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The Knick Recap Season 2, Episode 10, "This Is All We Are"

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The Knick Recap: Season 2, Episode 10, “This Is All We Are”

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“The time to invest is when there’s blood running in the streets,” said young tycoon Henry Robertson (Charles Aitken), quoting Baron Rothschild in “Whiplash,” episode five of the second season of The Knick. In the season finale, “This Is All We Are,” the chickens of the Robertsons’ gilded-era capitalism come to roost in as many configurations as are possible.

Following the fiery death of Captain August Robertson at the end of the last episode, Cornelia (Juliet Rylance) appears ready to finally accept the socialite-housewife role expected of her—until her husband, Philip (Tom Lipinski), casually mentions that Henry has been supervising the family’s port business for years, meaning he ordered the murder of Cornelia’s colleague, Health Department Inspector Speight. It also means it was Henry who torched the new Knickerbocker Hospital in the last episode, resulting in their father’s death. That he, and not the captain himself, was responsible makes a hell of a lot more sense, but the same cannot be said for Cornelia’s years-long lack of awareness of her brother’s position within the family business.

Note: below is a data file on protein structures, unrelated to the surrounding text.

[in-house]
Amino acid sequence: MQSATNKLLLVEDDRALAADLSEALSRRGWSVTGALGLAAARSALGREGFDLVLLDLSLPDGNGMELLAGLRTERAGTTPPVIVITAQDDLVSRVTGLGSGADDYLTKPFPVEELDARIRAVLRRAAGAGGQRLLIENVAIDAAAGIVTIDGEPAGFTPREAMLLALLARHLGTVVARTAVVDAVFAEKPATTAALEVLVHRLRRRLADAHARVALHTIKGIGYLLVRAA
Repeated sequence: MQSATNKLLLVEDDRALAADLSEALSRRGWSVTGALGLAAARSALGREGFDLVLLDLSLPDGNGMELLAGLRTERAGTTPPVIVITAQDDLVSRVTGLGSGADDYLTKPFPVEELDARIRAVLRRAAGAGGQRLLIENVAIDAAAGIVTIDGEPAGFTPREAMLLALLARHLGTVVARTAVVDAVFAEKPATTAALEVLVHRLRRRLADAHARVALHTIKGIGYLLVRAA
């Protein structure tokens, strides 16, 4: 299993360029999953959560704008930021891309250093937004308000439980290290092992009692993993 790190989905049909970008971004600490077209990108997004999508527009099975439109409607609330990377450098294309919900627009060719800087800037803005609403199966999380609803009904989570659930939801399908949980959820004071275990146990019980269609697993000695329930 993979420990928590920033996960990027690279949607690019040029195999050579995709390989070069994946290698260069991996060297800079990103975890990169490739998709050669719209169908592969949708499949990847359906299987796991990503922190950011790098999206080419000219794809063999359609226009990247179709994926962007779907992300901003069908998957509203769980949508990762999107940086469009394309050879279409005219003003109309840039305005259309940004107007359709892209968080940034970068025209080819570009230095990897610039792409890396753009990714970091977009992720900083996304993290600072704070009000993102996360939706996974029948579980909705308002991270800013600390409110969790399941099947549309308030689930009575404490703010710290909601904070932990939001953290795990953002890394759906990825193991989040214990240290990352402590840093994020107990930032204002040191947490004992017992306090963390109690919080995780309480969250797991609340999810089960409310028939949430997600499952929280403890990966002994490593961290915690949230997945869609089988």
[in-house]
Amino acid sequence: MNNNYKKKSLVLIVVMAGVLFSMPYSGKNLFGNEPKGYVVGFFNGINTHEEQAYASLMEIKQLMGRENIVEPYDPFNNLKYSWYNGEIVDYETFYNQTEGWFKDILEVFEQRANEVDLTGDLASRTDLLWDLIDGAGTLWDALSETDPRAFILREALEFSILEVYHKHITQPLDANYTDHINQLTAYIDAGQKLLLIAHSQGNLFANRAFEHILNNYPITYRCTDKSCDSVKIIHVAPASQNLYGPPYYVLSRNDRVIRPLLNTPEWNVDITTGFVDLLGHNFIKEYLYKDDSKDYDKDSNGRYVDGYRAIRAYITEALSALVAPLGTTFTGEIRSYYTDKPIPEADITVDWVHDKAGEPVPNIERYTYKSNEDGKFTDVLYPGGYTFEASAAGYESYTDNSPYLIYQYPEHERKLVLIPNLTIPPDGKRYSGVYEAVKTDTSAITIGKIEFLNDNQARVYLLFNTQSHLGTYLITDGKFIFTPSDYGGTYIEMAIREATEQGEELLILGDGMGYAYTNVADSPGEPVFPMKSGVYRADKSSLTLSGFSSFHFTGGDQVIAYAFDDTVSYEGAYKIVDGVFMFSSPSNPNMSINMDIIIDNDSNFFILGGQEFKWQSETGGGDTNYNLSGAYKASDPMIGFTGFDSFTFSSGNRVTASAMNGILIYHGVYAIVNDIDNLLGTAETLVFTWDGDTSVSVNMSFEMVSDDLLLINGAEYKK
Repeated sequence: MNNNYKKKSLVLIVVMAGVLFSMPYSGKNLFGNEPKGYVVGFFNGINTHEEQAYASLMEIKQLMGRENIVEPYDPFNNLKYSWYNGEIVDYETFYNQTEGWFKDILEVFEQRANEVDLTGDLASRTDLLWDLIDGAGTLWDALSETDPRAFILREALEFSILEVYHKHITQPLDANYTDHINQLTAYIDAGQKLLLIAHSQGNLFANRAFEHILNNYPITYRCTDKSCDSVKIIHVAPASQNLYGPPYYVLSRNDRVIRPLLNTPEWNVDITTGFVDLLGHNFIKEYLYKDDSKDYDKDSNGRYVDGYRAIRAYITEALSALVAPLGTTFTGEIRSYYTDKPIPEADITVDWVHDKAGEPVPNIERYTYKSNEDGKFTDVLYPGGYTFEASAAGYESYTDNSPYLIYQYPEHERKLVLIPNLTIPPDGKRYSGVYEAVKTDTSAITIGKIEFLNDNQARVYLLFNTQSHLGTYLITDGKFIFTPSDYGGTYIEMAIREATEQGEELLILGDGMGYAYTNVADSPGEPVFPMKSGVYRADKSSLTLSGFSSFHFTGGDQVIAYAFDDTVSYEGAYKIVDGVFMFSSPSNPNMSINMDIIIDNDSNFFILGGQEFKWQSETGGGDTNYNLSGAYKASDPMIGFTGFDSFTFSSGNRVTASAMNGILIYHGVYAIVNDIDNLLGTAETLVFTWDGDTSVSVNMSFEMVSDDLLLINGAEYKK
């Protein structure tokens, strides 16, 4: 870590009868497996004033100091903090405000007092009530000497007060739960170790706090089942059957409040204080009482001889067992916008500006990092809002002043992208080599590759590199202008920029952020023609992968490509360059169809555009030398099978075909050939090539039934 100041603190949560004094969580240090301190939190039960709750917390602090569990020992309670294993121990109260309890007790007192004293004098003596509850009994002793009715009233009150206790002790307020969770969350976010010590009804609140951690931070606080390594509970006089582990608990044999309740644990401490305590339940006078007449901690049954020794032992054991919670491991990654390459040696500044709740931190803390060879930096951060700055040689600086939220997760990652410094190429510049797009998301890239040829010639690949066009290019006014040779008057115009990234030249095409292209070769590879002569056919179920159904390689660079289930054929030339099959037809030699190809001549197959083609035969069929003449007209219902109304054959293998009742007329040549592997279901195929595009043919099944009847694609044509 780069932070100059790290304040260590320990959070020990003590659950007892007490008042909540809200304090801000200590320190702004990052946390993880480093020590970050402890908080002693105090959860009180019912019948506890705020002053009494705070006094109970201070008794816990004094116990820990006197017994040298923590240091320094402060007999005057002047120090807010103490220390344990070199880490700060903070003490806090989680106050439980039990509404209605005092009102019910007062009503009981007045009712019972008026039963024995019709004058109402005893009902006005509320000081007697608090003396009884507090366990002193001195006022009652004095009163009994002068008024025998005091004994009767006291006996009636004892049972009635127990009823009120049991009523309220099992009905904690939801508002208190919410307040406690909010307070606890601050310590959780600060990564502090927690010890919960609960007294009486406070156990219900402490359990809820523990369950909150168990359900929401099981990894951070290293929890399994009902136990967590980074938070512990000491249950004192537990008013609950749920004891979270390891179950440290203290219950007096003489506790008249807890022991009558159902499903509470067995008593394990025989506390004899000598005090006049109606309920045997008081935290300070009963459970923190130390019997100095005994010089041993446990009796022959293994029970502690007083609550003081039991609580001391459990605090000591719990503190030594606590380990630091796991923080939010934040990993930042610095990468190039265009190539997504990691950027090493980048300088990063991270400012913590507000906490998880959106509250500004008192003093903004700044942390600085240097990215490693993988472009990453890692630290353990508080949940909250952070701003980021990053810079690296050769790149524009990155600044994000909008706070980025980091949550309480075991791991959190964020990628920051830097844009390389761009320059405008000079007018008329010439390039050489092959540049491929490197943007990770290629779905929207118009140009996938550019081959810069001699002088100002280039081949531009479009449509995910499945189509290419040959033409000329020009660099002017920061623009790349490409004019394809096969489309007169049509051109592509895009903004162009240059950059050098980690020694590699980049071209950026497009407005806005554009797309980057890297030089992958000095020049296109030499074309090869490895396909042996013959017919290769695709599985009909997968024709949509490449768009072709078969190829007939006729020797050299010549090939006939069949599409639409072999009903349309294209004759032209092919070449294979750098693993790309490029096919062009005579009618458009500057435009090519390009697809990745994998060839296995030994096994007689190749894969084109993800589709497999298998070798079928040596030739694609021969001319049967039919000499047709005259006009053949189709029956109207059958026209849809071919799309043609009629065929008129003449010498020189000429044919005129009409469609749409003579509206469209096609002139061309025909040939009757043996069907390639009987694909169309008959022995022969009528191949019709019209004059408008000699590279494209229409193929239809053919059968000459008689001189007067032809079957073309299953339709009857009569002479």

Director and cinematographer Steven Soderbergh is generous to his actors throughout: Cornelia’s moment of realization comes at the end of a long, slow track-in on Rylance as she hears the news—her line of sight unmatched to her husband’s, as the gazes of so many of The Knick’s sundry couples are. The inevitable confrontation between Cornelia and Henry sees him justifying his conspiracy on the grounds that the captain was too focused on his legacy, not on making money—and so, one generation swallows the other.

Just as Cornelia is on her way out, having been threatened with murder by her brother, she sees Lucy Elkins (Eve Hewson) heading up the stairs, utterly unaware of what’s been going on. Lucy’s trajectory this season has been disappointing: While her evolution from a naïve Southern belle to John Thackery’s (Clive Owen) accomplice in the first season was gripping, her main function in recent episodes has been as arm candy for Henry, or to provide cheap audience thrills. Lucy, who came from nothing, endeavors to scale the class pyramid, but it’s an ambition that’s never been reconciled with her side hustles, or her elaborately detailed rejection of her religious upbringing.

On bended knee, Knickerbocker ambulance driver Tom Cleary (Chris Sullivan) pops the question to Harriet Dolan (Cara Seymour), but she initially refuses him. Tom then attends confession at a Catholic church, in what would appear to be the episode’s most extraneous passage—until he reveals a betrayal that constitutes yet another mind-blowing twist. He tells the priest that, while helping Harriet work as an abortionist, he orchestrated her arrest and subsequent excommunication from the church, with the endgame of their marriage in mind. While this appreciably complicates their narrative, Tom also submits he was unprepared for how hard the law would come down on Harriet—another rather unlikely oversight—and the possessiveness of the endeavor puts a damper on one of The Knick’s few through lines that could have been considered marginally uplifting. Nevertheless, the prayer works, and Harriet assents to the marriage proposal .